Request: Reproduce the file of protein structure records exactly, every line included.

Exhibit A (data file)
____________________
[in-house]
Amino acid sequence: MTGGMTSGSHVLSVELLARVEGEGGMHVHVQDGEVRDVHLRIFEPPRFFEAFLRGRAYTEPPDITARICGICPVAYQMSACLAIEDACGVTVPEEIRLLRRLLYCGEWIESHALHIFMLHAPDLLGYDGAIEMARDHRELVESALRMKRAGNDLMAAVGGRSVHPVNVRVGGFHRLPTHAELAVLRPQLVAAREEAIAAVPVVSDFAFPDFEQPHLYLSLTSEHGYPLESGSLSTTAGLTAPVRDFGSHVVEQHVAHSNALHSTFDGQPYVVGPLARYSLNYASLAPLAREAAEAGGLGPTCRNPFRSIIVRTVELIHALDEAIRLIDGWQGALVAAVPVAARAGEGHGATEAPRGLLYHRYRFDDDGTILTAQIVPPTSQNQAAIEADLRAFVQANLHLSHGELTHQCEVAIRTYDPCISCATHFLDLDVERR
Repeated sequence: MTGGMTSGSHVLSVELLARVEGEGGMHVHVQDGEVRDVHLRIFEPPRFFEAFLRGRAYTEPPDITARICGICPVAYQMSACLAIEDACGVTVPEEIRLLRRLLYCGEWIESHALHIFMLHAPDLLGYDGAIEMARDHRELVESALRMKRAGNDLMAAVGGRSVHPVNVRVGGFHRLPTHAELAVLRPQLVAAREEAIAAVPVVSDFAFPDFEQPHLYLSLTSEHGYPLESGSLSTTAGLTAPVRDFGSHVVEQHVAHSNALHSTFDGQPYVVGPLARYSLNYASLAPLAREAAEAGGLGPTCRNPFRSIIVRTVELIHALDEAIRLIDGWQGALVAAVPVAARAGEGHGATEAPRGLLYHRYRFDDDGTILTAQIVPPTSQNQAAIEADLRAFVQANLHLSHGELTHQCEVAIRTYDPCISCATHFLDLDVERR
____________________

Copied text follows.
[in-house]
Amino acid sequence: MTGGMTSGSHVLSVELLARVEGEGGMHVHVQDGEVRDVHLRIFEPPRFFEAFLRGRAYTEPPDITARICGICPVAYQMSACLAIEDACGVTVPEEIRLLRRLLYCGEWIESHALHIFMLHAPDLLGYDGAIEMARDHRELVESALRMKRAGNDLMAAVGGRSVHPVNVRVGGFHRLPTHAELAVLRPQLVAAREEAIAAVPVVSDFAFPDFEQPHLYLSLTSEHGYPLESGSLSTTAGLTAPVRDFGSHVVEQHVAHSNALHSTFDGQPYVVGPLARYSLNYASLAPLAREAAEAGGLGPTCRNPFRSIIVRTVELIHALDEAIRLIDGWQGALVAAVPVAARAGEGHGATEAPRGLLYHRYRFDDDGTILTAQIVPPTSQNQAAIEADLRAFVQANLHLSHGELTHQCEVAIRTYDPCISCATHFLDLDVERR
Repeated sequence: MTGGMTSGSHVLSVELLARVEGEGGMHVHVQDGEVRDVHLRIFEPPRFFEAFLRGRAYTEPPDITARICGICPVAYQMSACLAIEDACGVTVPEEIRLLRRLLYCGEWIESHALHIFMLHAPDLLGYDGAIEMARDHRELVESALRMKRAGNDLMAAVGGRSVHPVNVRVGGFHRLPTHAELAVLRPQLVAAREEAIAAVPVVSDFAFPDFEQPHLYLSLTSEHGYPLESGSLSTTAGLTAPVRDFGSHVVEQHVAHSNALHSTFDGQPYVVGPLARYSLNYASLAPLAREAAEAGGLGPTCRNPFRSIIVRTVELIHALDEAIRLIDGWQGALVAAVPVAARAGEGHGATEAPRGLLYHRYRFDDDGTILTAQIVPPTSQNQAAIEADLRAFVQANLHLSHGELTHQCEVAIRTYDPCISCATHFLDLDVERR